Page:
The smiling faces on both children and grandparents at Thornwell School for the Arts demonstrates how important the love of a grandparent can be.

West Hartsville Back to School Bash

More than just a meet and greet

West Hartsville Elementary School will host its 2013-2014 Back to School Bash on August 15 from 4-6pm, at its campus on 214 Clyde Rd. in Hartsville.

Parents and students will have the opportunity to meet teachers and staff, locate classrooms, sign up for volunteer opportunities at the school and learn more about the Comer School Development Program. 

The Back to School Bash will also include a cook-out and fun activities for the families of West Hartsville Elementary. The midday personality, Ayers, from 103X radio station will be broadcasting live. Volunteers from Kelleytown Baptist Church and Automatic Data Processing (ADP), Inc., will be on hand to assist with the festivities.

Friends and families with students at West Hartsville Elementary are invited to come and kick-off the new school year. 

Families flock to West Hartsville Back to School Bash

Building relationships with parents and students key objective

The first Back to School Bash held at West Hartsville Elementary on Aug. 15, went beyond the traditional meet and greet, and engaged families in an entirely new way. The two-hour event was full of fun and entertainment that engaged children, their parents and siblings in ways to take the stress out of starting a new school year. Students walked the halls with their parents in a scavenger hunt, meeting teachers and visiting classrooms. At the Media Center, they chose a free book. After the indoor activities were done, a family-style cookout was held on the school grounds.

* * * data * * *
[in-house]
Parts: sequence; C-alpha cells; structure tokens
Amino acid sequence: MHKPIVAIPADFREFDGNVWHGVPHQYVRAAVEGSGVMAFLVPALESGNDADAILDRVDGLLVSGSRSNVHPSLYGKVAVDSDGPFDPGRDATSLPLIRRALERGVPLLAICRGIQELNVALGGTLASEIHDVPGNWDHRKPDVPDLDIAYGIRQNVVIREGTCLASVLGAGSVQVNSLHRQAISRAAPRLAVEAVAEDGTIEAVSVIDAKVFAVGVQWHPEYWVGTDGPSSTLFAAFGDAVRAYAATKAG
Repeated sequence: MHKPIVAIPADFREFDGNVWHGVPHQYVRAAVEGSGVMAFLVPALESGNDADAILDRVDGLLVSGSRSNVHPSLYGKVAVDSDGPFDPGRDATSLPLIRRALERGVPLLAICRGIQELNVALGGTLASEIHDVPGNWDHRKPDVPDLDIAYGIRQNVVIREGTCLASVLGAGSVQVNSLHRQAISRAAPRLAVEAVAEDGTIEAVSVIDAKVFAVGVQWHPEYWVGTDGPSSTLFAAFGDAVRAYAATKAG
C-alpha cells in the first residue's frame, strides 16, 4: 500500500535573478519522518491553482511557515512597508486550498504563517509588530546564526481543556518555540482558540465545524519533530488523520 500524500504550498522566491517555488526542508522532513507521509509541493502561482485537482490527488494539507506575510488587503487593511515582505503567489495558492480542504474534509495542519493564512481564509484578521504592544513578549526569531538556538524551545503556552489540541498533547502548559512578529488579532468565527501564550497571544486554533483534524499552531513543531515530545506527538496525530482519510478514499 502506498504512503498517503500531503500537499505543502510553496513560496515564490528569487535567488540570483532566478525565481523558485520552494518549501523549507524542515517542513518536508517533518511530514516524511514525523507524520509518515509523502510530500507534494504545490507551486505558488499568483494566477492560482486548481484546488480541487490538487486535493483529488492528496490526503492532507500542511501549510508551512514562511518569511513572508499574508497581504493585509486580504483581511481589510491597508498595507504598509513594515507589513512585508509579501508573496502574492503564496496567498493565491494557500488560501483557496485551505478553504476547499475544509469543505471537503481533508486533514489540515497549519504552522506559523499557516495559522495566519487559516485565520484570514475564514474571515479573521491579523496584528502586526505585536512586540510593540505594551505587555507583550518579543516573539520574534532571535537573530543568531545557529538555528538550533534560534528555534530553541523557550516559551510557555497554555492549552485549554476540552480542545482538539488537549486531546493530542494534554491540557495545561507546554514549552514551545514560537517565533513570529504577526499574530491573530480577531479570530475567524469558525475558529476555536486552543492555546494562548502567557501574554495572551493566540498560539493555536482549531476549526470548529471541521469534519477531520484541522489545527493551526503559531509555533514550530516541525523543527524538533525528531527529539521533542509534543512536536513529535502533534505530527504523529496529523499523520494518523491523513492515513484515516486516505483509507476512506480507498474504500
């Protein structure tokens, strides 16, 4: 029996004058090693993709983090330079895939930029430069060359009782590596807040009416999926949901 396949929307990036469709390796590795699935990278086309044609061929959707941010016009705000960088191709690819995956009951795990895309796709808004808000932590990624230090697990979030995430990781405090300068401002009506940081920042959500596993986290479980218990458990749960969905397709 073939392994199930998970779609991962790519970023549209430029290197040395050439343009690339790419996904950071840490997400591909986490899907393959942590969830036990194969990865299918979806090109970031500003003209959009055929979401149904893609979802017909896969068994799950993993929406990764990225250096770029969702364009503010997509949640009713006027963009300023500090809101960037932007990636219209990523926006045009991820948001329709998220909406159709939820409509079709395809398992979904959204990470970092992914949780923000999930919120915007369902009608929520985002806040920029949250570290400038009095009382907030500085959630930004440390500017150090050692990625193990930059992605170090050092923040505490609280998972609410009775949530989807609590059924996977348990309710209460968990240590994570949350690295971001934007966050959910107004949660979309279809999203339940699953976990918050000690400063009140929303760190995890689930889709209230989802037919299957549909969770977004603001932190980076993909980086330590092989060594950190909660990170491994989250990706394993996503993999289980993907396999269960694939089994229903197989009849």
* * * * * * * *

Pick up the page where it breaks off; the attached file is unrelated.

Recalling an African proverb, “It takes a village,” school principal Tara King says the teachers and staff understand that relationships are crucial to student success.

The school's Parent Team came up with the idea for the bash. The Parent Team is an involved group of parents, teachers and staff that evolved out of the Comer School Development Program (SDP). The school is beginning its third year of a five-year pilot program designed to improve student learning and academic performance. “We are all partners in the development of our children,” King explains. “Good relationships with parents are crucial to our success.”

Dorothy Anderson brought her fifth grader and 4K grandchildren to the event. Now that she is raising her grandchildren, she says it's important to keep up with everything they do. Active in many aspects of the girls' schooling, she notes, “It makes a big difference in how they learn.”

In Christa Henderson's fourth grade class, she explains how the day is structured, and eases any fears about changing classes. “Don't you worry,” she says to a young girl, “we won't let you get lost.”

Outside, as the event draws to a close, fifth grader Jocelyn Sellers proudly wears a West Hartsville sweatshirt she won. “I had fun today,” she says enthusiastically, recounting the games she played and the scavenger hunt tasks she accomplished. “I can't wait for school to start.”

One of the main objectives for the event, King says, was to get parents to sign up as volunteers. When one father signed up, he said he didn't think there was much he could do, but the teachers assured him, there would be plenty of ways he could help. Parent involvement can be as simple as reading to a class or serving on a committee.

“We want to encourage parents to be involved,” King says. “We are all in this together.”

For more information on volunteer opportunities at West Hartsville Elementary School, contact the school, 843-857-3720.